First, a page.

The premium demanded for immediate copper supplies rose for a second day after a drop in stockpiles monitored by the London Metal Exchange increased concern about the availability of metal.
The cash contract, for delivery in two days, traded at $50 a metric ton more than the benchmark three-month contract by 3:54 p.m. in London. The premium rose as high as $74 on Dec. 1, the most since October 2008. That pricing structure, known as backwardation, indicates concern about near-term supply.
One unidentified company holds 50 percent to 79 percent of the LME-monitored stockpiles, data from the bourse shows. That position appeared on Nov. 19. The three-month contract fell for the next three days. Even at 79 percent of the LME stockpiles, the holding would still only be equal to about 1.4 percent of global refined supply estimated by the International Copper Study Group at 19.28 million tons this year.
The dominant position “is supportive of prices, but I don’t think it’s a major part,” said Kevin Tuohy, a metals trader at MF Global U.K. Ltd. in London. “There is a physical shortage that everyone thinks is going to get worse before it gets better.”
Inventory in warehouses monitored by the bourse declined for a second day, heading for a 42nd consecutive weekly drop. This year’s 30 percent decline in stockpiles, the most since 2004, is compounding anticipated shortages. Demand will outpace supply by 367,500 tons next year, enough for wires, pipes and appliances in about 1.8 million U.S. homes, according to the median forecast of 12 analysts surveyed by Bloomberg last week.
The current situation in copper is “not unusual and the exchange is exercising its well established procedures for maintaining an orderly market,” the LME’s Deputy Chief Executive Officer Diarmuid O’Hegarty said in a comment e-mailed by the exchange. Bourse rules oblige holders of dominant positions in stockpiles to lend metal at fixed rates.
One party last held a position this big in copper for about a month from Nov. 18, 2009, the data show. The cash contract traded at a discount during that period.
JPMorgan Chase & Co. is holding the dominant position in copper, the Daily Telegraph reported on Dec. 3, citing unidentified people.
“As one of the leading firms in base metals and as a Category 1 ring dealing member of the LME, we are expected to make markets for our clients,” said Brian Marchiony, a London-based spokesman for the bank. He declined to comment on specific trading positions.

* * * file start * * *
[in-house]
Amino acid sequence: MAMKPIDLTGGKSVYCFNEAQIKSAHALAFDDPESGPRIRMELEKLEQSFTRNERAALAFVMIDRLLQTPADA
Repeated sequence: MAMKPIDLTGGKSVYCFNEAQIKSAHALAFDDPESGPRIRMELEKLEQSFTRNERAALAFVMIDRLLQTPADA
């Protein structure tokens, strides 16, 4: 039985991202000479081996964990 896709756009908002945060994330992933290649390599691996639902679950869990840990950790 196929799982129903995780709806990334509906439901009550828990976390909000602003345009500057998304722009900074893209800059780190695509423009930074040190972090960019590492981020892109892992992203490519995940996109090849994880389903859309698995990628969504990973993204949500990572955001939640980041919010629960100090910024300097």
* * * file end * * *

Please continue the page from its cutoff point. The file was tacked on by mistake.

JPMorgan said in October it planned to introduce a U.S. exchange-traded fund backed by physical copper. BlackRock Inc., the world’s biggest money manager, also announced plans to start such funds. ETF Securities Ltd. said funds backed by metals including copper will start trading in London on Dec. 10.
Dominant positions also exist in other LME metals, bourse data show. One unidentified firm holds 80 percent to 89 percent of the aluminum alloy stockpiles and one party controls 50 percent to 79 percent of the nickel inventory. In tin, one company has 40 percent to 49 percent of the metal and in zinc one firm has 30 percent to 39 percent.
Copper prices on the exchange suggest the dominant position is likely to be closer to 50 percent than 79 percent, said Leon Westgate, a London-based analyst at Standard Bank. The spread between the cash contract and the three-month benchmark would indicate about 180,000 tons of available metal, or about half the 351,375 tons reported today by the LME, he said.
“The LME is very experienced in handling these issues discreetly and efficiently and we have little concern that this current situation will dissolve in the same way as all the others have in the past,” Alex Heath, head of industrial-metals trading at Royal Bank of Canada Europe Ltd. in London, wrote in a report.